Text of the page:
Factors Influencing Security Incidents on Personal Computing Devices

Factors Influencing Security Incidents on Personal Computing Devices

Barbara Hewitt (Texas State University, San Marcos, USA) and Garry White (Texas State University, San Marcos, USA)
Copyright: © 2021 |Pages: 24
DOI: 10.4018/JOEUC.20210701.oa9
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Abstract

Organizations expect their employees to connect securely to the organization's computer systems. Often these employees use their personal computers to access the organization's networks. This research explores whether these same employees apply protective security measures to their personal computers. Perhaps these employees behave riskily based on their optimistic bias. Results indicate that while cyber optimistic bias and perceived vulnerability influence individuals to apply more protective security measures, the users still experienced security incidents. Thus, organization are vulnerable to cyber-attacks if they are allowing employees to use personal computers to access these databases.
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Introduction

Organizations spent over $73.7 billion protecting their computer systems in 2016 to avoid becoming victims of security breaches with predictions that number will increase to over $170 billion by 2020 (Freeman, 2017). Regardless of the vast amounts of money an organization spends, hackers circumvent security measures when users fail to exercise good security practices by responding to phishing emails that harvest personally identifiable information including passwords, visiting untrusted websites, downloading malicious software such as key loggers, or failing to create strong passwords or to apply updates, security patches, and virus protection software (Goel, Williams, & Dincelli, 2017; Thomas, 2004). For example, Anthem released over 83 million patient insurance records after five employees including the database administrator inadvertently responded to a phishing attack and provided their login credentials to the attackers (Huson & Hewitt, 2016; Ragan, 2015).

Many organizations allowed their employees to use personal phones (95%), tablets (67%), and laptops (93%) with slightly more than half of the devices being issued by the organization (51%, 30%, and 63% respectively) (M. A. Harris & Patten, 2015).While these organizations can enforce policies and security measures on the business owned devices, it is much harder to enforce these measures on the individual’s personal devices. Over a third (35%) of the cell phone users installed third party apps, 31% of cell phone users and 52% of laptop users stored authentication credentials in apps, and 13% of cell phone users and 5% of laptop users devices were lost or stolen.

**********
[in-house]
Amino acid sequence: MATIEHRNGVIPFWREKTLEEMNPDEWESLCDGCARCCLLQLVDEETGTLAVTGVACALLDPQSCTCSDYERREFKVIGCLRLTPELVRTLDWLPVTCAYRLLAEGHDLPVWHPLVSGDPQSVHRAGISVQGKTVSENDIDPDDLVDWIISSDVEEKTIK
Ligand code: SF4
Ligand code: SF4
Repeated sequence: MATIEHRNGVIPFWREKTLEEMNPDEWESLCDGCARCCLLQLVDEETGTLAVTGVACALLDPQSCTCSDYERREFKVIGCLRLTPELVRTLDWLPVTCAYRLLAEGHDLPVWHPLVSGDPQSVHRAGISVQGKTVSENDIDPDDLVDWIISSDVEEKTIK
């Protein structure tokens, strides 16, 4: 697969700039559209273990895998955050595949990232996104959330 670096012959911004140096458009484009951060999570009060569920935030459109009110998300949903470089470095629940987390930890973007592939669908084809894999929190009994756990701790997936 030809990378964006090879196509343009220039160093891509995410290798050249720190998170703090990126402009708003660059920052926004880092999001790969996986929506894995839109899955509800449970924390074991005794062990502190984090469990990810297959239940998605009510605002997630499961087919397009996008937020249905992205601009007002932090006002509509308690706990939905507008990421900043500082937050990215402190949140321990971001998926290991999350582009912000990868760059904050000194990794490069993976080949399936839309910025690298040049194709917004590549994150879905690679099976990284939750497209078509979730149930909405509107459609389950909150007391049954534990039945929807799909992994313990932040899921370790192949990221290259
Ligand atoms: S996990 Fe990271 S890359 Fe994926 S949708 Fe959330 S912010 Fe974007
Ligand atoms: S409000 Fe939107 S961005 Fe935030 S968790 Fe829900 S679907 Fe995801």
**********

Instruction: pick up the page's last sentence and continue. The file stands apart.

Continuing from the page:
Thus, organizations must improve their users’ security practices since these users are often the weakest link (Ayyagari, 2012; Bulgurcu, Cavusoglu, & Benbasat, 2010; Kirkpatrick, 2006; Lee, Lee, & Yoo, 2004; Mitnick, Simon, & Wozniak, 2006; Rezgui & Marks, 2008). Sometimes, attacks occur when users access their organizations’ systems, databases, and confidential documents using their home computers as opposed to their work computers (Furnell, Bryant, & Phippen, 2007). Organizations must ensure users comply with information security (IS) policies to minimize incidents since roughly 70% of employees know where to find their corporate security policies and only 64% read the policy (Da Veiga, 2016). Major threats to security include employees who do not comply with policies either because they are careless (Siponen, Mahmood, & Pahnila, 2014; Siponen, Pahnila, & Mahmood, 2007) or are unaware of how to securely access the organization’s systems. To improve users' compliance, IS managers have implemented IS awareness programs (Bauer, Bernroider, & Chudzikowski, 2017).

To prevent data breaches, organizations should increase the IS awareness of their employees. Subsequently, organizations attempt to increase the employee’s security awareness through training and educational courses (Dodge, Carver, & Ferguson, 2007; He, Ash, et al., 2019; Schultz, 2012) in the hopes of motivating these employees to safeguard their passwords as well as the organization’s computer systems and databases (Gage, 1996; Grau, 1984; Siponen, 2000). Several studies explored whether training and education influence security behavior rather than determine if it decrease the number of security incidents one experiences (Britt, 2008; Caldwell, 2016; Pollitt, 2005; Puhakainen & Siponen, 2010; Sherizen, 1984; Siponen, 2000).

However, security training and awareness programs only effect an employee's knowledge, behavior, and awareness for a short time (Hagen & Albrechtsen, 2009). White (2012, 2015) found those with more security education still reported experiencing security incidents.

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